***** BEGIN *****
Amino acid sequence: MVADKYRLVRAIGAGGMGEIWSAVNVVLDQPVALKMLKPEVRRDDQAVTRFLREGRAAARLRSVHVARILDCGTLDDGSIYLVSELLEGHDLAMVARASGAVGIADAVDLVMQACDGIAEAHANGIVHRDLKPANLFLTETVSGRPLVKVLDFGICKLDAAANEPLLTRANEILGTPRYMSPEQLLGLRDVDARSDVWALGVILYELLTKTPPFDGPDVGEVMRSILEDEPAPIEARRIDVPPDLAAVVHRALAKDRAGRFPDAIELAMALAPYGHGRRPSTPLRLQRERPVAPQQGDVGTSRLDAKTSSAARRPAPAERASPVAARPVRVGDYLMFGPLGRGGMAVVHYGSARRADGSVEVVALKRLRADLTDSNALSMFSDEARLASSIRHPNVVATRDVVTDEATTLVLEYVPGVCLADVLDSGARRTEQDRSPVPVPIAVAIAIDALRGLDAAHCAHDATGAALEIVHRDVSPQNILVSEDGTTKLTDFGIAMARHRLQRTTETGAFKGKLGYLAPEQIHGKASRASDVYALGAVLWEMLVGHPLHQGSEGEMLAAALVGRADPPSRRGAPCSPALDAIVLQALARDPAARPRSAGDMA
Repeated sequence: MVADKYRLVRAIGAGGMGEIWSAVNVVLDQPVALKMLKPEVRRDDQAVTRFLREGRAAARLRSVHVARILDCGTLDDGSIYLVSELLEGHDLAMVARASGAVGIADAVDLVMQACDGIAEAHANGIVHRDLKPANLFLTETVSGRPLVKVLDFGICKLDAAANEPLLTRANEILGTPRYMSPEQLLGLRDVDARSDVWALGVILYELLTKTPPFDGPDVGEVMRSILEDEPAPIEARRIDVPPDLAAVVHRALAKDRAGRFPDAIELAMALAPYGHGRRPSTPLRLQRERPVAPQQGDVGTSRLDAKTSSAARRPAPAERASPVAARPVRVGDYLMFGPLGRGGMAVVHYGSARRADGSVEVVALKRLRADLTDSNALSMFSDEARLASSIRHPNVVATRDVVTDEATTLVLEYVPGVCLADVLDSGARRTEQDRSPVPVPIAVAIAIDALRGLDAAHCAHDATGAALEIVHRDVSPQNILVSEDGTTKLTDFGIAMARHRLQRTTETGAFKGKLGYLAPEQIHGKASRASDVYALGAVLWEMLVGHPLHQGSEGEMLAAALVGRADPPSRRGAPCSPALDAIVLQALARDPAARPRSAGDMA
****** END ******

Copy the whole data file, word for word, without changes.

Amino acid sequence: MVADKYRLVRAIGAGGMGEIWSAVNVVLDQPVALKMLKPEVRRDDQAVTRFLREGRAAARLRSVHVARILDCGTLDDGSIYLVSELLEGHDLAMVARASGAVGIADAVDLVMQACDGIAEAHANGIVHRDLKPANLFLTETVSGRPLVKVLDFGICKLDAAANEPLLTRANEILGTPRYMSPEQLLGLRDVDARSDVWALGVILYELLTKTPPFDGPDVGEVMRSILEDEPAPIEARRIDVPPDLAAVVHRALAKDRAGRFPDAIELAMALAPYGHGRRPSTPLRLQRERPVAPQQGDVGTSRLDAKTSSAARRPAPAERASPVAARPVRVGDYLMFGPLGRGGMAVVHYGSARRADGSVEVVALKRLRADLTDSNALSMFSDEARLASSIRHPNVVATRDVVTDEATTLVLEYVPGVCLADVLDSGARRTEQDRSPVPVPIAVAIAIDALRGLDAAHCAHDATGAALEIVHRDVSPQNILVSEDGTTKLTDFGIAMARHRLQRTTETGAFKGKLGYLAPEQIHGKASRASDVYALGAVLWEMLVGHPLHQGSEGEMLAAALVGRADPPSRRGAPCSPALDAIVLQALARDPAARPRSAGDMA
Repeated sequence: MVADKYRLVRAIGAGGMGEIWSAVNVVLDQPVALKMLKPEVRRDDQAVTRFLREGRAAARLRSVHVARILDCGTLDDGSIYLVSELLEGHDLAMVARASGAVGIADAVDLVMQACDGIAEAHANGIVHRDLKPANLFLTETVSGRPLVKVLDFGICKLDAAANEPLLTRANEILGTPRYMSPEQLLGLRDVDARSDVWALGVILYELLTKTPPFDGPDVGEVMRSILEDEPAPIEARRIDVPPDLAAVVHRALAKDRAGRFPDAIELAMALAPYGHGRRPSTPLRLQRERPVAPQQGDVGTSRLDAKTSSAARRPAPAERASPVAARPVRVGDYLMFGPLGRGGMAVVHYGSARRADGSVEVVALKRLRADLTDSNALSMFSDEARLASSIRHPNVVATRDVVTDEATTLVLEYVPGVCLADVLDSGARRTEQDRSPVPVPIAVAIAIDALRGLDAAHCAHDATGAALEIVHRDVSPQNILVSEDGTTKLTDFGIAMARHRLQRTTETGAFKGKLGYLAPEQIHGKASRASDVYALGAVLWEMLVGHPLHQGSEGEMLAAALVGRADPPSRRGAPCSPALDAIVLQALARDPAARPRSAGDMA